Archive for August 7th, 2006


Jon Tester uses Pete Talbot’s hotel room for his grand entrance. Talbot is impressed.

A Missoula County Republican is a wife beater. Classy.

Hey, how’s it going in Baghdad? Ah, “civil war this, civil war that.”

Bush’s approval rating 20 percent among Americans 18 to 24.

The New York Times on Washington DC’s culture of corruption and “transactional lobbying.”

Speaking of corruption, Bob Ney drops out of his re-election race. Another Abramoff crony bites the dust. Hm…who does that leave?

Whatever happened to Bernie Kerik, Bush nominee for Dept of Homeland Security? These are the kind of guys our President thinks is worthy of an important government post.

The Carpetbagger Report on the Harris poll that showed half of US citizens believe Iraq had WMDs in 2003 when we invaded: “…the right has its own opinions and its own facts. It doesn’t matter what David Kay, Charles Duelfer, Scott Ritter or any of the other credible inspectors, many of whom were hand-picked by the Bush White House, say about WMD. Reality interferes with politics, so the answer is to retreat further into fantasy.”

Department of Hypocrisy: Republican Senator George Allen votes against Plan B but invests in it. An eloquent demonstration how the GOP really feels about its conservative supporters.

The anthem of the 2006 midterms, as performed by the Squirrel Nut Zipper and Ricki Lee Jones: “Have you had enough?” Available for download!

Unfortunately, it appears the media hasn’t had enough, as it ignores the Dems’ “Constitution in Crisis.”

Some interesting analysis of the Connecticut primary: “Lieberman, I’m told, calculated that he had a 50% chance of winning the primary and an 85% chance of winning the general as an independent, making his decision obvious. But of course that was a terrible miscalculation, because among other things it failed to factor in the effect of the decision itself.”

Meanwhile, Ezra Klein claims the netroots have already won, no matter the outcome of tomorrow’s election.

A terrible scandal involving organ recipients who were screwed by an HMO’s drive for profit.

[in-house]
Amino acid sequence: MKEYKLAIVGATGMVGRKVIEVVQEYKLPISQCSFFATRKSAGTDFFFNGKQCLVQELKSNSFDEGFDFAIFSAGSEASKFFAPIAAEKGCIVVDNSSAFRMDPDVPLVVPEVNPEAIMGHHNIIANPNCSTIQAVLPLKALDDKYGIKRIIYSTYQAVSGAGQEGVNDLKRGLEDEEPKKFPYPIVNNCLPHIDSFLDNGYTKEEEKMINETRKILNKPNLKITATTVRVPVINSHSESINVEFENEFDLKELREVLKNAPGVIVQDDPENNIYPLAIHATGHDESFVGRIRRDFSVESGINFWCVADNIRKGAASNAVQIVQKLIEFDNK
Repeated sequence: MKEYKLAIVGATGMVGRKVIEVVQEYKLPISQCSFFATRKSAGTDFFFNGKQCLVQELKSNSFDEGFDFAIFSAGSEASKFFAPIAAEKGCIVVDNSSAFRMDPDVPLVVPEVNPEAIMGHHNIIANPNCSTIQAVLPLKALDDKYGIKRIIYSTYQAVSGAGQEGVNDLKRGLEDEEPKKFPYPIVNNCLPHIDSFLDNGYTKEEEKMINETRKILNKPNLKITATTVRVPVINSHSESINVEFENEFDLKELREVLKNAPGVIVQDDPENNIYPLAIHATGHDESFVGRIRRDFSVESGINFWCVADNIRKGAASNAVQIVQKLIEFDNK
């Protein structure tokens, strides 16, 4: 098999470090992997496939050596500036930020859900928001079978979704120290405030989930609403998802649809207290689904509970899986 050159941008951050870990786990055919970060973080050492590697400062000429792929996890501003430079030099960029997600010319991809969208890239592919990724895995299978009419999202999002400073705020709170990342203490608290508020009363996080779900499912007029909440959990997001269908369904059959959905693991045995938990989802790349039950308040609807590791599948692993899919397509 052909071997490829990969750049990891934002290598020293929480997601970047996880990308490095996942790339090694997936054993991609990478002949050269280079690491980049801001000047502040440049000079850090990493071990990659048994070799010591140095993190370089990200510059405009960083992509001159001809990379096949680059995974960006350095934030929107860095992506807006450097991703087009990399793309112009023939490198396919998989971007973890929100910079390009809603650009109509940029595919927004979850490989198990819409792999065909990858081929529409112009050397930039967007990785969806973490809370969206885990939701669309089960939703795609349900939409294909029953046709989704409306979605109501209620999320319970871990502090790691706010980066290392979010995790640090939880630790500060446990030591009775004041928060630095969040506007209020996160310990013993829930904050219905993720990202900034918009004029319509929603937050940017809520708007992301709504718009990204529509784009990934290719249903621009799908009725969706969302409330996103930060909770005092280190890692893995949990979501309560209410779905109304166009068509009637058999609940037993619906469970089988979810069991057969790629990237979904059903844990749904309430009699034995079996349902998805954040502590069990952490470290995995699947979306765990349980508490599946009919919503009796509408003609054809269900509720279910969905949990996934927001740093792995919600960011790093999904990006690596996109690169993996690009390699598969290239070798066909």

Hey! The New York Times gets the Montana Senate race! With the headline “In Montana Senate Race, Focus is on Local Issues Rather than Washington,” it’s apparent that the East Coasters are finally understanding the situation. I like to think they’ve been reading my posts over at Midterm Madness, where I’ve been saying over and over that the campaign is wholly local.

Back in early July, when that month’s Rasmussen poll showed Tester with a seven-point lead, the blurb next to the numbers read,

even though most Americans think the Abramoff lobbying scandal was little more than business as usual, Burns close ties to the convicted lobbyists has clearly hurt Burns in Montana.

I wrote:

The Abramoff scandal is, of course, a factor in all this. But there are other explanations.First, Tester’s campaign strategy is largely local. Most of the planning and strategizing has been done by a home-grown staff built during the primary run. Tester is running as a Montanan on issues important to Montanans: the war, the economy, and the deficit. (Abramoff never came up during the June debate.)

Second, Burns’ campaign is largely national. Burns’ attempts to portray Tester as influenced by Washington, D.C., ring false when the senator himself still dallies with influential lobbyists and even passed up the first Senate debate for a golf fundraiser.

Today’s Times story:

Jack who? That has become the question this summer as a nationally watched election that a few months ago seemed likely to be swinging on the issue of Washington’s ways and mores has instead downshifted to local, idiosyncratic Montana issues.

That’s why Burns’ campaign is failing right now. Dee caught that feeling in yesterday’s Times piece when she caught the frustration of rural Montanans with Burns’ senseless attacks on Tester’s hair cut, avoiding the issues they want to talk about.

It’s the same reason that makes the national-level GOP attacks on Tester over his association with the blogs laughable. Again, from the AP:

While some feel the GOP can turn a candidate’s association with a website into a liability, it is highly unlikely to have much of an effect on the Montana Senate race. First, few in Montana — like anywhere else — actually read political blogs with regularity. (And those that do will understand the complexity and varying viewpoints of a blog like The Daily Kos.) Second, the issues that have so far affected this race have been local. Burns insulting a firefighter is a local event, because “hot shots” are ubiquitous in the state and are essential to many Montana livelihoods. Blogs are neither.

The Times story also identifies a possible cause for our state’s obsession with local issues:

The backdrop for both candidates is a state in the middle of an identity crisis. The energy economy is booming from gas and oil exploration, but agriculture is struggling and the percentage of people without health insurance is among the highest in the nation — a point that Mr. Tester constantly cites in his speeches.

This is a fantastic point and very true. We are in an identity crisis in the state. And Tester recognizes that, Burns doesn’t. While Burns feels service to the state in the Senate largely revolves around pork he sends to the state, he has absolutely no realistic or original ideas on how to deal with the impending energy, environmental, and health crises threatening middle-class Montanans. Instead, he and his East-Coast big-money buddies are running the campaign on fags and flags in hopes of distracting us from actual issues.

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